Restoring lost InnoDB MySQL databases after all data and hope was lost with DROP TABLES

Posted on August 29, 2015 | By Matt Stauffer

Warning: This post is over a year old. I don't always update old posts with new information, so some of this information may be out of date.

Tonight we had a DROP TABLES command run on a live production database. It happened about four hours before I was scheduled to turn on database backups, and about three days before I was scheduled to move the site to a server that Linode backs up daily. If you're not familiar with this, it basically means we lost every tiny little piece of data on a live server. Everything.

Little Bobby Tables

Needless to say, we all freaked. It's a product in alpha, with just a few very early testers, which is why it was on a crappy server. But this was still terrible for us; we want our customers to be able to rely on us to keep their data safe, even in an early alpha. We had one or two users who weren't just kicking the tires but were actually using this for their day-to-day work. I hadn't gotten the backups turned on because I had been traveling and I had a reminder set at 9:30pm to turn them on.

reminder

The short story

I may expand this blog post later, but in short: I've worked with my team since 6pm eastern (it's 2:35am eastern right now), I'm exhausted and need to sleep, but we went from every database table is not just truncated but entirely deleted to we have all of our data back in one piece.

It's all due to the magician that is Aleks, the man beind Twindb. Through his articles, and a bit of Twitter and email help, I was able to extract our old data from the deepest depths of InnoDB's operating archives.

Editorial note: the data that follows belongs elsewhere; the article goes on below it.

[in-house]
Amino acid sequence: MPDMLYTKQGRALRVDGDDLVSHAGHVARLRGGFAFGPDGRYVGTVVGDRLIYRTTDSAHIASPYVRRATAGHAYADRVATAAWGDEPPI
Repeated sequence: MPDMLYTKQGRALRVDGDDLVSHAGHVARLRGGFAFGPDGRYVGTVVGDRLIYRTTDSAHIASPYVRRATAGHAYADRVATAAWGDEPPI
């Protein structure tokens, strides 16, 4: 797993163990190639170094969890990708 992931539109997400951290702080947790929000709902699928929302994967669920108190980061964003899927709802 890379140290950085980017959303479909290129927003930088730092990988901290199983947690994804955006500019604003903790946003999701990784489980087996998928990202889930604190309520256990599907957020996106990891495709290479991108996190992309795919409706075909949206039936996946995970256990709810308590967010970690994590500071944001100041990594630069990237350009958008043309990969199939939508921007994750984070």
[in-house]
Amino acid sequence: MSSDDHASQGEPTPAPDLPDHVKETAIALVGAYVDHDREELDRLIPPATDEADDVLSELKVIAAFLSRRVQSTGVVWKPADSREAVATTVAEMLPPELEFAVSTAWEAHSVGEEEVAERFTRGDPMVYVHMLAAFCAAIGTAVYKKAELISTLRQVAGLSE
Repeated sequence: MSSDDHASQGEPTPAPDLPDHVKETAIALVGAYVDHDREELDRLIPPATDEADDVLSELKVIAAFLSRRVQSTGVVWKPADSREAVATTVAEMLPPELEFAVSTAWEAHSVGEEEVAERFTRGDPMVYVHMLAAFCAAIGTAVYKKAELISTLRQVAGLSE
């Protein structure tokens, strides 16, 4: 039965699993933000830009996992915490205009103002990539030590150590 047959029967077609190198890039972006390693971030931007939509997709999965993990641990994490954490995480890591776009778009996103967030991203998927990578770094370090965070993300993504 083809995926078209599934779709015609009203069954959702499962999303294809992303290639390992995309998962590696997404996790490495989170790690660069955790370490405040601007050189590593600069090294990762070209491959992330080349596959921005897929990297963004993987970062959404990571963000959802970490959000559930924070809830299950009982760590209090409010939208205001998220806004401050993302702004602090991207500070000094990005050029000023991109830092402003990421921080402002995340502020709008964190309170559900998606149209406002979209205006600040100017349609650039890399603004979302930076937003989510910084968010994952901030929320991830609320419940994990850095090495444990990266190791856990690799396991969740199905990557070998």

Synopsis of the solution

In short, we used the tool sys_parser to recover our SQL schema ([https://twindb.com/recover-table-structure-from-innodb-dictionary/](Recover table structure from InnoDB dictionary)). Then we installed Twindb's InnoDB recovery kit using the instructions on the first half of this post: How to Recover InnoDB Dictionary. Finally, we used the instructions at Recover InnoDB Table After DROP to extract the pages of the InnoDB storage file into individual files using stream_parser, and with a combination of grep and c_parser, we identified which page each table was stored in, and then used c_parser and the schema SQL files we generated with sys_parser to create files we could import into SQL.

@todo: A longer walkthrough

If I have enough energy to talk about this later, I'll write it up further. But it needs to be said: We wouldn't've gotten anywhere without the help of the man behind Twindb, Aleksandr Kuzminsky. Just look at this Twitter thread. He also emailed with me in the midst of traveling to a camp site. I can't thank him enough for his help on this.

Also, many, many friends responded to my request for help on Twitter. Thank you so much.

So, know: it is possible to recover data even after a full drop/truncate. It's a lot of work, and you're much better off just backing up your data regularly. But if you're already in that spot... it can be done.


Comments? I'm @stauffermatt on Twitter


Tags: mysql  •  innodb  •  sql